Among the 12 type structures, the VR-2 was similar as previous surveys, whereas the VR-1 was very different from previous surveys. Although the array of gene cassettes in the VR-1 can be easily exchanged, the distribution of ISCR1::qnrB2 in our survey revealed the presence of structure D, E and F. Worldwide, different VR-1 arrays in the structures carrying ISCR1::qnrB2 clinical isolates have been reported eg. In2, In27, In54, In73, In207 and In585 [13]. About structure H, I and J, Ruirui Xia et al. described similar structures carrying bla PER-1 and qnrVC-like genes and made an exhaustive study [14].

Enterobacteriaceae strains carrying the structures are becoming more common [1517]. In this study, nine distinct structures were identified among Enterobacteriaceae strains, including seven distinct structures connecting the ISCR1 and the class 1 integron that have never been described in any species. It should be noted that only four distinct structures were identified in MDR non-fermenting isolates. One possible explanation is that chromosomal resistance mechanisms, such as efflux pumps, are more common than laterally transferred genetic resistance factors in these genera in this bacterial population.

Conclusions

This is the first study to describe the structure connecting the ISCR1 and the class 1 integron in clinical MDR Gram-negative bacterial isolates in a large-scale study. In total, 12 distinct structures were described. Several types of these structures are similar with the structure of other reports, but not entirely same. This structure is a powerful gene-capturing tool that can mobilize antibiotic-resistance genes. Therefore, the structural analysis of the structure connecting the ISCR1 and the class 1 integron could guide treatment strategies and provide directions for future research into the mechanisms of bacterial antibiotic resistance.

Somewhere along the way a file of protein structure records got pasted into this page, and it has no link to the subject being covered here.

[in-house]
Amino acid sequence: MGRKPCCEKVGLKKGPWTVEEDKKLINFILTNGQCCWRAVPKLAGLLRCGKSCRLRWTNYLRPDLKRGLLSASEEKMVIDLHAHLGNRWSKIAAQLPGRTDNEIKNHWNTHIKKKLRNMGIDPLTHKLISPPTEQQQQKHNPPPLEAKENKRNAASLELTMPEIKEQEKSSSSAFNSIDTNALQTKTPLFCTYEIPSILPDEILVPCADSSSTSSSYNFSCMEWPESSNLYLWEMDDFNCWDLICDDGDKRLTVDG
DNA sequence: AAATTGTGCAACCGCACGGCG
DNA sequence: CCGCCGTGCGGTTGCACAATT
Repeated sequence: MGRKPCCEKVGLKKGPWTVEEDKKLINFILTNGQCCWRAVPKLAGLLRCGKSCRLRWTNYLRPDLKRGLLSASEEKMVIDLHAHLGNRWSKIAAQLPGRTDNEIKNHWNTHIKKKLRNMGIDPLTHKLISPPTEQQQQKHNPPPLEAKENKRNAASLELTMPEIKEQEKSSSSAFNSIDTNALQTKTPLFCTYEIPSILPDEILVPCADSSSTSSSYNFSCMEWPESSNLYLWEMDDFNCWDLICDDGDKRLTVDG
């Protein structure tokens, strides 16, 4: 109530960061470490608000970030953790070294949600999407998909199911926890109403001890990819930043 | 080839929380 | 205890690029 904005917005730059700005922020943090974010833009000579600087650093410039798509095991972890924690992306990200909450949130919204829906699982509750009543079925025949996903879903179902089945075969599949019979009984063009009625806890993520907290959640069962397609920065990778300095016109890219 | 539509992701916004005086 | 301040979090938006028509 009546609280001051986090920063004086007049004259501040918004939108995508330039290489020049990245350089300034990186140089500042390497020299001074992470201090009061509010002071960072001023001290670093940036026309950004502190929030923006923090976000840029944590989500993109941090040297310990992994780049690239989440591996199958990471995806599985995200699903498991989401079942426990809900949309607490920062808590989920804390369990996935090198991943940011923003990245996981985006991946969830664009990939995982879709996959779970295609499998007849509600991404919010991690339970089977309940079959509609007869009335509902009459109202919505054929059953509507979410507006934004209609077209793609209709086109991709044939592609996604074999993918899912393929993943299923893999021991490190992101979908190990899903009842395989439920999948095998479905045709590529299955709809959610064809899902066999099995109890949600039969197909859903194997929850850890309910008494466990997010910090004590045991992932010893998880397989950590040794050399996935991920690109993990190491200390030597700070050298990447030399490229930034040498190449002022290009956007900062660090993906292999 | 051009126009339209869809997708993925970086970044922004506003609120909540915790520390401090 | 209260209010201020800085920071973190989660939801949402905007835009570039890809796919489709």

Nucleotide sequence accession number

The nucleotide sequences of the structure A to L in this work have been submitted to the GenBank database and assigned accession No. JX880393, JX880383, KM111274, JX880388, KM111278, KM111276, KM111280, JX880386, KM111273, KM111272, KM111271 and KM111275.

Declarations

Acknowledgements

None to declare.

Funding

This study was supported by the grant from Guangdong Province Science and Technology Project (No.2013B010404021 and No.2014A010107011) and Guangzhou City Science and Technology Project (No. 201510010167).

Open AccessThis article is distributed under the terms of the Creative Commons Attribution 4.0 International License (http://creativecommons.org/licenses/by/4.0/), which permits unrestricted use, distribution, and reproduction in any medium, provided you give appropriate credit to the original author(s) and the source, provide a link to the Creative Commons license, and indicate if changes were made. The Creative Commons Public Domain Dedication waiver (http://creativecommons.org/publicdomain/zero/1.0/) applies to the data made available in this article, unless otherwise stated.

Authors’ Affiliations

(1)
Laboratory Medicine Center, Nanfang Hospital, Southern Medical University

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© Cheng et al. 2016